Solzhenitsyn: back in the USSR
AN article appearing in the Aug. 5 issue of Knizhnoe Obozrenie, a Soviet literary weekly, has advocated that charges of treason be dropped against Alexander Solzhenitsyn and that his Soviet citizenship be restored. It has been a long road back for the exiled Nobel Prize winner. On Feb. 13, 1974, Mr. Solzhenitsyn was formally charged with ``betrayal of the homeland'' and expelled from the Soviet Union. The principal reason for this action was the authorities' discovery of a manuscript of ``The Gulag Archipelago,'' a stark and unrelenting expos'e of the Soviet concentration camp system. After a barrage of vituperative criticism directed at the writer, the Soviet press banished Solzhenitsyn's name from its pages.
Following his expulsion, Solzhenitsyn spent two years in Zurich and then, in 1976, moved to Vermont, where he has spent the last 12 years working away on a multivolume historical novel probing the causes of the 1917 Revolution. At first, Solzhenitsyn involved himself sporadically in the political life of the West, but in recent years he has chosen to concentrate exclusively on his historical novel.
With the accession of Mikhail Gorbachev and the advent of glasnost, Solzhenitsyn's name began a slow comeback.
In early 1987, Sergei Zalygin, editor in chief of Novy Mir, the journal in which Solzhenitsyn had published ``One Day in the Life of Ivan Denisovich'' in 1962, launched a significant trial balloon. Solzhenitzyn's works, he said, might indeed be published in the USSR in the foreseeable future. Soviet officials reacted with indignation, but the balloon had been launched.
This year the movement to rehabilitate Solzhenitsyn and his works began to pick up speed. Thus when President Reagan quoted approvingly from Solzhenitsyn's writings during the May summit in Moscow, poet Yevgeny Yevtushenko, an ardent of supporter Mr. Gorbachev, commented to Moscow News: ``The President spoke of Solzhenitsyn's possible return. I'm no official, and it's not up to me to deal with passport problems, but I feel that today it is up to everyone to decide his or her own future.'' If Solzhenitsyn wants to come home, Mr. Yevtushenko was saying, it can probably be arranged.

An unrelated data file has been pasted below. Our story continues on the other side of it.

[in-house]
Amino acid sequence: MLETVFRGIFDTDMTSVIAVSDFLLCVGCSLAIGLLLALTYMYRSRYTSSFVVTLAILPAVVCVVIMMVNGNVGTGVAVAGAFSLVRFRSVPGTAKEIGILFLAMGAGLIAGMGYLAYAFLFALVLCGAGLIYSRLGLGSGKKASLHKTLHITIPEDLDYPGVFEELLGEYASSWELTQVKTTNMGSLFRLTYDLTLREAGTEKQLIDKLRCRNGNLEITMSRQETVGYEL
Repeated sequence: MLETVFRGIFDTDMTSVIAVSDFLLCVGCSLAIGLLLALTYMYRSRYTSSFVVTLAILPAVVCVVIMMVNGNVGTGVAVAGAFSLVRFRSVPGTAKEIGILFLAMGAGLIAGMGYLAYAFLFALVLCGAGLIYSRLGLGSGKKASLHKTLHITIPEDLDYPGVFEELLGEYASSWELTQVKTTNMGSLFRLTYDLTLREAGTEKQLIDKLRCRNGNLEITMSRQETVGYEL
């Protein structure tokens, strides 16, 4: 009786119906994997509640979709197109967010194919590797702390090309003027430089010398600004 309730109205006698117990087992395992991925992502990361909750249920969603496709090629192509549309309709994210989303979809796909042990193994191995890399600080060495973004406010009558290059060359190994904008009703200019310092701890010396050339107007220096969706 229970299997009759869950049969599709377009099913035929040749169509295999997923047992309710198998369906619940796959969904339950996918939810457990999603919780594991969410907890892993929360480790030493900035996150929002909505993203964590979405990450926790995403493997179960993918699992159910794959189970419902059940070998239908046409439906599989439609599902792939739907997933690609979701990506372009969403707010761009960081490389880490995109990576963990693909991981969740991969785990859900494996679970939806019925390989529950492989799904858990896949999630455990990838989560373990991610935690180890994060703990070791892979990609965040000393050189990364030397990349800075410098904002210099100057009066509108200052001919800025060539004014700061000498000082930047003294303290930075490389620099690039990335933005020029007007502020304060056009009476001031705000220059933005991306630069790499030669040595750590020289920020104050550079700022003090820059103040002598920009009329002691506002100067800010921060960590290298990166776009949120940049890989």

In July, an exhibit by the well-known painter Ilya Glazunov opened in Moscow. One of the exhibit's sensations was a wall-length canvas entitled ``The Mystery of the Twentieth Century,'' which featured, among other historical figures, Solzhenitsyn in prison garb. Thousands of visitors were reported to be attending the show each day. Moscow News sent a correspondent, who found himself listening in on a conversation between a young man and his girlfriend:
```It's Stalin in the coffin, isn't it? And who's that with such a wistful face?'
```It's the writer Alexander Solzhenitsyn,' I said, helping him. `Have you read any of his books?'
```Are you kidding, where can I get them?'''
Entitled ``Hello, Ivan Denisovich!,'' the article heaped praise on Solzhenitsyn's 1962 short novel. ``Under Brezhnev,'' the correspondent observed indignantly, ``the camp theme was banned: as if there were no zeks, no Ivan Denisovich, no Solzhenitsyn....''
All of this was heady stuff, but it was the Aug. 5 issue of Kizhnoe Obozrenie that riveted attention. Under the heading ``Return USSR Citizenship to Solzhenitsyn,'' literary critic Yelena Chukovskaya argued that Solzhenitzyn's Soviet citizenship should be restored. She noted that Solzhenitsyn had been imprisoned for criticizing Stalin, that he was a decorated World War II Army officer, and that he had called for glasnost as early as 1969. His exile to the West, she underlined, had not been ``entirely voluntary.''
Referring to reports that Novy Mir wanted to publish Solzhenitsyn's novel ``Cancer Ward,'' Ms. Chukovskaya stated her strong opinion that the writer's Soviet citizenship should be restored first. (In the Aug. 3 issue of Literaturnaya Gazeta, editor Zalygin confirmed that the publication of ``Cancer Ward'' was ``not excluded.'')
The day appears to be approaching when Solzhenitsyn will once again see his books in print in the USSR.
If Novy Mir, with its huge circulation of 1.15 million, brings out ``Cancer Ward'' next year, that should pave the way for eventual publication of the rest of the writer's works. Solzhenitsyn has frequently said that he will return to the USSR when his books return. And when he goes back, he will be a cultural and political force to be reckoned with.
John B. Dunlop is a senior fellow at the Hoover Institution.